The Dash…

fallleavesDuring a most extraordinary learning experience this past week, I was reminded of this powerful poem, The Dash, by Linda Ellis:


I read of a man who stood to speak at the funeral of a friend.

He referred to the dates on her tombstone from the beginning…to the end.

He noted that first came the date of her birth and spoke of the following date with tears,

But he said what mattered most of all was the dash between those years.

For that dash represents all the time that she spent alive on earth,

And now only those who loved her know what that little line is worth.

For it matters not how much we own, the cars…the house..the cash.

What matters most is how we live and love and how we spend our dash.

So think about this long and hard; are there things you’d like to change?

For you never know how much time is left that can still be rearranged.

If we could just slow down enough to consider what’s true and real

And always try to understand the way other people feel.

And be less quick to anger and show appreciation more

And love the people in our lives…like we’ve never loved before.

If we treat each other with respect and more often wear a smile…

Remembering that this special dash might only last a little while.

So when your eulogy is being read, with your life’s actions to rehash,

Would you be proud of the things they say about how you spent your dash?

Here’s your challenge from our learning community today:  Live your dash!  :-)

On the road against drugs…

Our annual Red Ribbon Week campaign in MISD is coming Red-Ribbon-Weekup the week of October 27-31.  Here’s a look at our LME themes this year:

Monday, Oct. 27:  We’re on the road to a drug-free life!  Wear your favorite college shirts and be ready to talk about future life plans.

Tuesday, Oct. 28:  Cap off your trip as a drug-free student!  This is our campus field trip day, so plan to bring along a cap or hat and wear your colored LME shirt for the trip we plan to take (field trip note coming home next week with details).

Wednesday, Oct. 29:  Lighten your load on the road.  Wear your brightest colors to attract attention about the dangers of drugs.

Thursday, Oct. 30:  RED Out the Road!  Warn others to stay away from drugs by wearing lots of RED.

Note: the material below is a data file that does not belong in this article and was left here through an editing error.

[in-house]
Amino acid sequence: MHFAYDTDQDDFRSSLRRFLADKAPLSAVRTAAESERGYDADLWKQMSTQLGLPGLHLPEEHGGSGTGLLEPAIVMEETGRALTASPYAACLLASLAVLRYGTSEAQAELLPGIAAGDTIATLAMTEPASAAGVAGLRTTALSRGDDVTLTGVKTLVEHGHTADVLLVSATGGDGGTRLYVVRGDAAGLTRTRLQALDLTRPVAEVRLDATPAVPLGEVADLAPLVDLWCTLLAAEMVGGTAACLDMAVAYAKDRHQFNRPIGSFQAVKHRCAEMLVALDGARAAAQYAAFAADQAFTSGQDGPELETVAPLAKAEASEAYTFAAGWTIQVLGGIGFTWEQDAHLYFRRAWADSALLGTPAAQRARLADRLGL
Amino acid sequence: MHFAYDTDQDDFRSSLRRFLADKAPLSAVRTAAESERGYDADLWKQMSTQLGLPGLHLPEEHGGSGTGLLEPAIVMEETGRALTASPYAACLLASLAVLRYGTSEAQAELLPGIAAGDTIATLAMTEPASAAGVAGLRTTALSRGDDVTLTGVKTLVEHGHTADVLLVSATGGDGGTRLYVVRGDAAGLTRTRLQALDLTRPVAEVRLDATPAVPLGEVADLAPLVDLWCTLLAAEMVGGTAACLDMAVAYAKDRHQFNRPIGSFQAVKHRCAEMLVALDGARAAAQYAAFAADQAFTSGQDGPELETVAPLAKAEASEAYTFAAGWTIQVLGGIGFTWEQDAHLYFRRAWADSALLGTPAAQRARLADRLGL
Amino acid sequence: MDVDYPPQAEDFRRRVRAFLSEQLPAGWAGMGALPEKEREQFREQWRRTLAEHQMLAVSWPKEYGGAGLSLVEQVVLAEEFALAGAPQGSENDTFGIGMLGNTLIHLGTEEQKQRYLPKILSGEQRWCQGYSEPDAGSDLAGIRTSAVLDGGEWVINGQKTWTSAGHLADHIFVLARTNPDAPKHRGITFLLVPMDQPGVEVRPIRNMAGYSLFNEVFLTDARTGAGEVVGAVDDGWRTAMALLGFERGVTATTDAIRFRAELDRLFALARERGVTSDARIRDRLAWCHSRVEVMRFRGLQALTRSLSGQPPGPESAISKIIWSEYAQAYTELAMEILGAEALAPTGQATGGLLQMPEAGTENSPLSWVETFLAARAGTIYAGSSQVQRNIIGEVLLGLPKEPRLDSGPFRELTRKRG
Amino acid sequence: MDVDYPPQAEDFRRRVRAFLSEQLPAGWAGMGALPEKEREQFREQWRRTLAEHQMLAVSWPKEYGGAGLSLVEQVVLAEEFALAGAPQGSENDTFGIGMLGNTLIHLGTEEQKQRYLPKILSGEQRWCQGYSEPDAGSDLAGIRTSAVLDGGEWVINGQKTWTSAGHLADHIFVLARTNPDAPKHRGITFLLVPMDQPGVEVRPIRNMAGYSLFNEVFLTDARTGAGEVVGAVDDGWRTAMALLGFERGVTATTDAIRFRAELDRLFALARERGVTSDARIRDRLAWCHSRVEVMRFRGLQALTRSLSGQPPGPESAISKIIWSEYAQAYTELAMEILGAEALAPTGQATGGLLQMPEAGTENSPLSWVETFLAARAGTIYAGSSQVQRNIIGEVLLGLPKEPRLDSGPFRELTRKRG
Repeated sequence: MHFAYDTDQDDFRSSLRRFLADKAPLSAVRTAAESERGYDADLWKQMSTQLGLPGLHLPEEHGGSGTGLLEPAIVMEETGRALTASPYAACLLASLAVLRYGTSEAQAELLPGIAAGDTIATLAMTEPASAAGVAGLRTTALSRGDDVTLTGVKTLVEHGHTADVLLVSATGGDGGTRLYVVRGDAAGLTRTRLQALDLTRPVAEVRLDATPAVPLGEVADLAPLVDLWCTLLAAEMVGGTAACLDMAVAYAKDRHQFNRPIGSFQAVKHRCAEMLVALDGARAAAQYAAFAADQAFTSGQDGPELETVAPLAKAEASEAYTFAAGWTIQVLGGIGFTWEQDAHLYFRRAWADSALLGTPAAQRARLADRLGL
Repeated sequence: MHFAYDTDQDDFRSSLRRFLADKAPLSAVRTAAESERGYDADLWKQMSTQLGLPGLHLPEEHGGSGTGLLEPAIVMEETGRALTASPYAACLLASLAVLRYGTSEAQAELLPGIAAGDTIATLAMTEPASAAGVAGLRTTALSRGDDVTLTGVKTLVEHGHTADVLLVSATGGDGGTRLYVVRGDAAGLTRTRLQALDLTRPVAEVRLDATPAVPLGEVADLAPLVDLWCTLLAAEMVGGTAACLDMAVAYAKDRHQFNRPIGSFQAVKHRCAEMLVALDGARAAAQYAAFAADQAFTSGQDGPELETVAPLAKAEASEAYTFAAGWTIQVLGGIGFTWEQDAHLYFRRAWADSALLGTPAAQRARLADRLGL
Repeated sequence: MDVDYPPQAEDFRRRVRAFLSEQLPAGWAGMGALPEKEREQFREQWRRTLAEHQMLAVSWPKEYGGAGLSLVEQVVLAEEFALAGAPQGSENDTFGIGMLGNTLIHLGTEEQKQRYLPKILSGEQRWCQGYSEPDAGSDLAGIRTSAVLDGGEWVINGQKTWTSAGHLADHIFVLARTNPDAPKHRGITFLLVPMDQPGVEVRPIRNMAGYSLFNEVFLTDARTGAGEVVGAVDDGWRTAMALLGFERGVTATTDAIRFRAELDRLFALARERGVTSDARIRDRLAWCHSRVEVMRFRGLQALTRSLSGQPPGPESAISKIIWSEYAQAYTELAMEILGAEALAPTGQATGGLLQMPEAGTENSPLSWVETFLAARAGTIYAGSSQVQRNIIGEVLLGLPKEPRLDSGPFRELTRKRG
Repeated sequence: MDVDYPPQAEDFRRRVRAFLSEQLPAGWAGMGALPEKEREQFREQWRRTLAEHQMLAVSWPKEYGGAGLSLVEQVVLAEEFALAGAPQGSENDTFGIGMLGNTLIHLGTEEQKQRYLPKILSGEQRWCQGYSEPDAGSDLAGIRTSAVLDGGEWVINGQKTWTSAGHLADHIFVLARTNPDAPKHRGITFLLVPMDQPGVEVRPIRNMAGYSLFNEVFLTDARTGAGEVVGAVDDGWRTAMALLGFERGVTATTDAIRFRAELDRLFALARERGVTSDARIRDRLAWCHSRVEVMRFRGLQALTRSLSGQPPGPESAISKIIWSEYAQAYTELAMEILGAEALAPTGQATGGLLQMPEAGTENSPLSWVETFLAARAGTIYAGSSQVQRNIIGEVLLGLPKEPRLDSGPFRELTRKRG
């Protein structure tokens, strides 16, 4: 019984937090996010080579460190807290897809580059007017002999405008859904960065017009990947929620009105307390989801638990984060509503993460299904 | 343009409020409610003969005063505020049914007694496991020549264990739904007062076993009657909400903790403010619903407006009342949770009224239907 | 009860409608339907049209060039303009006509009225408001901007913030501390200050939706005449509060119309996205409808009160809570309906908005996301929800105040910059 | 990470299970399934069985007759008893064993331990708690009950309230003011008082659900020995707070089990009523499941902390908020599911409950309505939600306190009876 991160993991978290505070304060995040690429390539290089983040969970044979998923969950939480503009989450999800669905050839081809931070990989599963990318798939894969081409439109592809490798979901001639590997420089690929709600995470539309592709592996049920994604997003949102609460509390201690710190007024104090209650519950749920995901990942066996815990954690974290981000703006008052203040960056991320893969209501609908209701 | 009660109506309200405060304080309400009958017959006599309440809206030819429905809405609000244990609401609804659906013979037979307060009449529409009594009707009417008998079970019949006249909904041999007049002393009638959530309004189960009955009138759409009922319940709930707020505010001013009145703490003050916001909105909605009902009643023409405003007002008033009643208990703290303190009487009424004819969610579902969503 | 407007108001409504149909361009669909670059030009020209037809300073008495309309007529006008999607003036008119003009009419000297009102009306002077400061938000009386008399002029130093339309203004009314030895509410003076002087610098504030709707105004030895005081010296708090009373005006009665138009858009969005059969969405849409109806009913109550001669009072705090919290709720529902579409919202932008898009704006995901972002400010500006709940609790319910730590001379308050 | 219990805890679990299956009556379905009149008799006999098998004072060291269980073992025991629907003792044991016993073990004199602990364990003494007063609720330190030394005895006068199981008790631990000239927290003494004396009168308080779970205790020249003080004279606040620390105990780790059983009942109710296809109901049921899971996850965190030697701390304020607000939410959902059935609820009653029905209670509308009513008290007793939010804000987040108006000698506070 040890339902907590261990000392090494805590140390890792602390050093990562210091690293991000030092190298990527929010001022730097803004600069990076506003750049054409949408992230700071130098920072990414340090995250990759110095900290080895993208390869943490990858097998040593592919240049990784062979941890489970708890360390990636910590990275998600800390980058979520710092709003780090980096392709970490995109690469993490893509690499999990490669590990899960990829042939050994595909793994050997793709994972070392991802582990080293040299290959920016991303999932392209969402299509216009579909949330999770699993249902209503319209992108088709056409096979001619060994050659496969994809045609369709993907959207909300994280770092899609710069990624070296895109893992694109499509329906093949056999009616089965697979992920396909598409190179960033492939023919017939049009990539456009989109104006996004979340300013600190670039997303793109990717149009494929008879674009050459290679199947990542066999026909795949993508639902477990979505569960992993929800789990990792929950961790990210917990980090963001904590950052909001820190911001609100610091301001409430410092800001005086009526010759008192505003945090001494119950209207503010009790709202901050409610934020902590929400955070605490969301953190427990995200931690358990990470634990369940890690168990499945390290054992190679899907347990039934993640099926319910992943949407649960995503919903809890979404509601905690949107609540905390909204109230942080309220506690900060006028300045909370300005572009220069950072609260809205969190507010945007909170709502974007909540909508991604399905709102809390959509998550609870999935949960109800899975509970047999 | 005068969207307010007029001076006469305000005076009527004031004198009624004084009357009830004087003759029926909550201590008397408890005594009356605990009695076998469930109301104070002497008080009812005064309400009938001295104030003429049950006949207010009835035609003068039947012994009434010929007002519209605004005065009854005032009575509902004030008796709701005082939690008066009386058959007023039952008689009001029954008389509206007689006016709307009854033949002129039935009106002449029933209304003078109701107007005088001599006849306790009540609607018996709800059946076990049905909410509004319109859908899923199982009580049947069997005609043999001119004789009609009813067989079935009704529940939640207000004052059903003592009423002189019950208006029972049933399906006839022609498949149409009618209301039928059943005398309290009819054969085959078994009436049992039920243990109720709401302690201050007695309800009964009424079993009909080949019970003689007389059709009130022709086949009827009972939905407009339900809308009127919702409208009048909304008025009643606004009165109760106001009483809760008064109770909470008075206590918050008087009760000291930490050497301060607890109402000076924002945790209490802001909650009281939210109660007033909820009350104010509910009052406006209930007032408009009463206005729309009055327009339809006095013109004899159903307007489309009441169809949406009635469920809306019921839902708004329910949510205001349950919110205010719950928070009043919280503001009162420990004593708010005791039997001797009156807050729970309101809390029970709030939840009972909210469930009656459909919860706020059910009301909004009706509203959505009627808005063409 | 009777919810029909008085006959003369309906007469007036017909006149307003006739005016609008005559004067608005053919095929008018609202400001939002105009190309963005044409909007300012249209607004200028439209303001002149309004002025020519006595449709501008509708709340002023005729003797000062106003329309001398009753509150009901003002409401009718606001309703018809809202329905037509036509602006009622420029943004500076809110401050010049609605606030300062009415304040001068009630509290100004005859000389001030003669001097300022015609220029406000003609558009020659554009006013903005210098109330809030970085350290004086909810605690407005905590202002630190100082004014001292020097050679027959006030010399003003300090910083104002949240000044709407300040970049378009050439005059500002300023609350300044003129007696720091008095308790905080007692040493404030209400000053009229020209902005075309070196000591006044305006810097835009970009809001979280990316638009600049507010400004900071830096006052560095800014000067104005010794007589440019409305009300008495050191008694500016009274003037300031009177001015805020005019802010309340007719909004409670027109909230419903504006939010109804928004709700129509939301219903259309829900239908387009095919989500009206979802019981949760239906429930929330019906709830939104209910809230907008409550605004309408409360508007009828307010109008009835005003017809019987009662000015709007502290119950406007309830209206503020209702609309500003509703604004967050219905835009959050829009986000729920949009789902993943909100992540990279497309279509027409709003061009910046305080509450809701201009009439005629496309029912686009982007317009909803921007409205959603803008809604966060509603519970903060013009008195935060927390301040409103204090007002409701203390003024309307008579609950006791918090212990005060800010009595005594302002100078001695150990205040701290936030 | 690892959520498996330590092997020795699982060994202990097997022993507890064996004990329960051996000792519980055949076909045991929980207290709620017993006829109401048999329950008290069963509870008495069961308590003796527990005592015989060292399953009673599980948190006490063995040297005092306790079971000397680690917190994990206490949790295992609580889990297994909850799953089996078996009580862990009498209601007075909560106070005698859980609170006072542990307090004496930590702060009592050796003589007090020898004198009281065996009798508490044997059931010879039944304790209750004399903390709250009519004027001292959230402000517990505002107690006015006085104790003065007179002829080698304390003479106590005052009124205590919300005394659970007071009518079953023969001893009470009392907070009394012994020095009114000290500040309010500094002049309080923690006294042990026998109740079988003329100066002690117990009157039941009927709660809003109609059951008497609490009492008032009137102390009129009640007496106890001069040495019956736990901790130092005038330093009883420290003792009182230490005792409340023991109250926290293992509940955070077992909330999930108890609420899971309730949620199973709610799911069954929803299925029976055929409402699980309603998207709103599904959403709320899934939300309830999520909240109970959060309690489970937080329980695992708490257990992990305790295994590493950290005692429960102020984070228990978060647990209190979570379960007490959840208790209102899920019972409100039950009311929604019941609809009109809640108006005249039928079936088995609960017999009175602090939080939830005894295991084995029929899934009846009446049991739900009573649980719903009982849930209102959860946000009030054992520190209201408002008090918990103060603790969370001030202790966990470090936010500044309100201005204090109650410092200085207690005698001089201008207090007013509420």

Friday, Oct. 31:  Take your great character on the road!  It’s our fall party day, so pack up your book and come dressed as your favorite book character for the big day!

Our local REACH Council is coming to our campus on Thursday, Oct. 30th to present information to our students about the dangers of drugs, tobacco, and alcohol.  Presentations will be geared to each group accordingly.  Along with teaching strong character, early education on the dangers of substance abuse is a proactive approach to helping learners for brighter futures.  Please join us in dressing for each daily theme and by talking with your child about making healthy choices for a lifetime.  :-)


Know and Go!

With autumn comes the hustle and bustle of various family opportunities on our campus.  Here’s what you need to KNOW and GO about time-managementevents in the coming weeks:

Student holiday (Fair Day) on Mon; Oct. 13:  Elementary teachers will be meeting with parents at scheduled times throughout the day to talk about your child’s progress so far this school year.

Panther PINK-Out on Friday, Oct. 17:  Join us in the war on cancer by wearing your PINK-Out shirt at school and to the game that evening.

Midlothian Chamber of Commerce Fall Festival on Saturday, Oct. 18 from 9:00 to 4:00 at the MISD Multipurpose Stadium:  Vendors, food, festivities, and family fun ensue following the 5K Fun Run (racers need to be registered and ready to run @ 8:00 a.m.).

The Book Fair is coming; the Book Fair is coming:  LME will host our annual fall Book Fair Oct. 20-24 (next week).  Family Book Fair Night is Thurs; Oct. 23 with the library being open from 7:30 a.m. to 8:00 p.m.

Trunk or Treat Family Event on Thurs; Oct. 23:  LME PTO is hosting this beloved family fun time.  Join us in the back circle drive area, dressed in costume, to receive treats from each of the decorated trunks.  Let’s fill the playground with treats, friends, and lots of family fun!

School Bus Safety Week is October 20 – 24:  Join us in recognizing and honoring our wonderful bus drivers and the work they do in MISD.

Red Ribbon Week is October 27 – 31 in MISD.  Daily themes and ideas will be shared soon.  Also, REACH Council is coming to LME to share their program on drug awareness with our students.

Fresh Fruit Fridays: Our CATCH Committee is once again instituting fresh fruit Fridays to encourage everyone to bring fresh fruit for snacks.  Our LME Cafe is also rolling Try-Day Friday where our students can stop by the campus veggie/fruit cart and pick up an item to try for free (more to come on this soon).